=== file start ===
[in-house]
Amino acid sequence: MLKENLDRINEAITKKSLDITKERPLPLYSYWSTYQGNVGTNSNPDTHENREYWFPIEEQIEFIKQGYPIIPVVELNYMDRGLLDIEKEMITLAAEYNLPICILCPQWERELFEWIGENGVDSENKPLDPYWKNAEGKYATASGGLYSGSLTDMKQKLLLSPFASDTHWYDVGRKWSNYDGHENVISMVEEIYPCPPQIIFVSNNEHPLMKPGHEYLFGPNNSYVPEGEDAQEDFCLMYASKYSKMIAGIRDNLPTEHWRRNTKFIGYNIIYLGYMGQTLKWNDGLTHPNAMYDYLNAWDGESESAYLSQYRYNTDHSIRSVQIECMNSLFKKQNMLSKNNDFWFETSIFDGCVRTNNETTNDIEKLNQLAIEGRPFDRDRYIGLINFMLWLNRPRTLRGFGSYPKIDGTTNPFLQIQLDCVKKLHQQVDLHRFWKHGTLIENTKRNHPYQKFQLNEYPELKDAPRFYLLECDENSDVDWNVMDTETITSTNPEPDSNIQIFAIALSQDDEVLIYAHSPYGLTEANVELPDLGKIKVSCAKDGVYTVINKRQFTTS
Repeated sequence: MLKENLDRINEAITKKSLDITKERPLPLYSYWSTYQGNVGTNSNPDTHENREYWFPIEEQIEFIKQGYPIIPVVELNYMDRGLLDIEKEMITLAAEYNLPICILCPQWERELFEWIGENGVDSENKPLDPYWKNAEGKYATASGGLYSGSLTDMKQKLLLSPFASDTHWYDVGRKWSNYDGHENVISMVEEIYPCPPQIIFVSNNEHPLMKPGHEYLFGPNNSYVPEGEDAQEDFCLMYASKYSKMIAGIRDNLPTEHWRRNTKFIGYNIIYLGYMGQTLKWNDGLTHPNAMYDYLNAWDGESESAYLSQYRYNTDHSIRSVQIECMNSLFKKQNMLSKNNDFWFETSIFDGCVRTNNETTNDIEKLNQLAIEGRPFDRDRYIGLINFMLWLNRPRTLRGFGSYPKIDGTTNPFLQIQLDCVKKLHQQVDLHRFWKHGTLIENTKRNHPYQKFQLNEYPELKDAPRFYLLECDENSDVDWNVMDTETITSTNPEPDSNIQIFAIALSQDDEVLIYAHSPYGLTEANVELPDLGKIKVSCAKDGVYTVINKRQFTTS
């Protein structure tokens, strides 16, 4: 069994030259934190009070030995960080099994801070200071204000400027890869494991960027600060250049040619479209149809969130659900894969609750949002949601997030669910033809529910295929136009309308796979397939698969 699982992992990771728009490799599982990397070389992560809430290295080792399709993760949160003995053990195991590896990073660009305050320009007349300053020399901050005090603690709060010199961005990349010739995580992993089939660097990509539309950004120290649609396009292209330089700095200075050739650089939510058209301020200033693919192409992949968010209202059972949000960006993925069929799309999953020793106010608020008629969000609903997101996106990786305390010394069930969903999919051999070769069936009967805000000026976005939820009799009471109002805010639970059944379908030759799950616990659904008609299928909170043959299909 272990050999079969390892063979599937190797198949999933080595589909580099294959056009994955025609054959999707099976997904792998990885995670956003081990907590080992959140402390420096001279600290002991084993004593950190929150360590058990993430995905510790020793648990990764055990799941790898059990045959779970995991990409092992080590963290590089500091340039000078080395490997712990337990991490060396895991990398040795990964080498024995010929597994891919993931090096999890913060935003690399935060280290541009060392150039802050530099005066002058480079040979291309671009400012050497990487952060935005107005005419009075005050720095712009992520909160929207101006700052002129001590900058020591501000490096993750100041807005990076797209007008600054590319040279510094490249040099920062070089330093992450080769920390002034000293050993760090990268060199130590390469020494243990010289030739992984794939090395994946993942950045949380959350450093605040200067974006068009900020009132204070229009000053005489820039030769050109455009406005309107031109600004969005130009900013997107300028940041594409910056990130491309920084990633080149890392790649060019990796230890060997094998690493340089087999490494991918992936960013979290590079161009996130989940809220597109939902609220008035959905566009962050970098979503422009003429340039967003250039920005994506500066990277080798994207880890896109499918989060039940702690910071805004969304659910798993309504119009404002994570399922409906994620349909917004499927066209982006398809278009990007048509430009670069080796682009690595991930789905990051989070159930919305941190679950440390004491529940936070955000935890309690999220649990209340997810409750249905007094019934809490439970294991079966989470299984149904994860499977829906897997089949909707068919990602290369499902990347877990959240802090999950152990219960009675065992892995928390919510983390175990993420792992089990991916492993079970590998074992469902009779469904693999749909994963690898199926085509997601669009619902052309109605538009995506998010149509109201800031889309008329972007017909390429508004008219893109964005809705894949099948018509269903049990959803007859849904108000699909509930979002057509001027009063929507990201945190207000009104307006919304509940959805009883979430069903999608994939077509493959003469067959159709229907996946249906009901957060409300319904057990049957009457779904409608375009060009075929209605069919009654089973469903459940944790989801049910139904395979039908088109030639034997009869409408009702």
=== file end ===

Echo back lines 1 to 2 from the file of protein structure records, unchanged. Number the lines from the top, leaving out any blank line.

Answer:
[in-house]
Amino acid sequence: MLKENLDRINEAITKKSLDITKERPLPLYSYWSTYQGNVGTNSNPDTHENREYWFPIEEQIEFIKQGYPIIPVVELNYMDRGLLDIEKEMITLAAEYNLPICILCPQWERELFEWIGENGVDSENKPLDPYWKNAEGKYATASGGLYSGSLTDMKQKLLLSPFASDTHWYDVGRKWSNYDGHENVISMVEEIYPCPPQIIFVSNNEHPLMKPGHEYLFGPNNSYVPEGEDAQEDFCLMYASKYSKMIAGIRDNLPTEHWRRNTKFIGYNIIYLGYMGQTLKWNDGLTHPNAMYDYLNAWDGESESAYLSQYRYNTDHSIRSVQIECMNSLFKKQNMLSKNNDFWFETSIFDGCVRTNNETTNDIEKLNQLAIEGRPFDRDRYIGLINFMLWLNRPRTLRGFGSYPKIDGTTNPFLQIQLDCVKKLHQQVDLHRFWKHGTLIENTKRNHPYQKFQLNEYPELKDAPRFYLLECDENSDVDWNVMDTETITSTNPEPDSNIQIFAIALSQDDEVLIYAHSPYGLTEANVELPDLGKIKVSCAKDGVYTVINKRQFTTS